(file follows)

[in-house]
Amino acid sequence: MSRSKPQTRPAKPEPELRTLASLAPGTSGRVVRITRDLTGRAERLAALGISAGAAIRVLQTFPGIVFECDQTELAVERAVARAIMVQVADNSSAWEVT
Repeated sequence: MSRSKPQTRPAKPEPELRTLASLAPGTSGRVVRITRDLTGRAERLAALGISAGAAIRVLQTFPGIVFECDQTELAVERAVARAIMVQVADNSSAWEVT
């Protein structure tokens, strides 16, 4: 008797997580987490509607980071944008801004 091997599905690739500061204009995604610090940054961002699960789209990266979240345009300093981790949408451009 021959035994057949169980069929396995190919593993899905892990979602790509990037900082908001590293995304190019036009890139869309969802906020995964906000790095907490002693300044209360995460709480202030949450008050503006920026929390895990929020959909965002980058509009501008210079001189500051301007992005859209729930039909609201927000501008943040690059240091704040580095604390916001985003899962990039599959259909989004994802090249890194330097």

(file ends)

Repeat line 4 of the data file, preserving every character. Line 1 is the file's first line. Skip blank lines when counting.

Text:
């Protein structure tokens, strides 16, 4: 008797997580987490509607980071944008801004 091997599905690739500061204009995604610090940054961002699960789209990266979240345009300093981790949408451009 021959035994057949169980069929396995190919593993899905892990979602790509990037900082908001590293995304190019036009890139869309969802906020995964906000790095907490002693300044209360995460709480202030949450008050503006920026929390895990929020959909965002980058509009501008210079001189500051301007992005859209729930039909609201927000501008943040690059240091704040580095604390916001985003899962990039599959259909989004994802090249890194330097």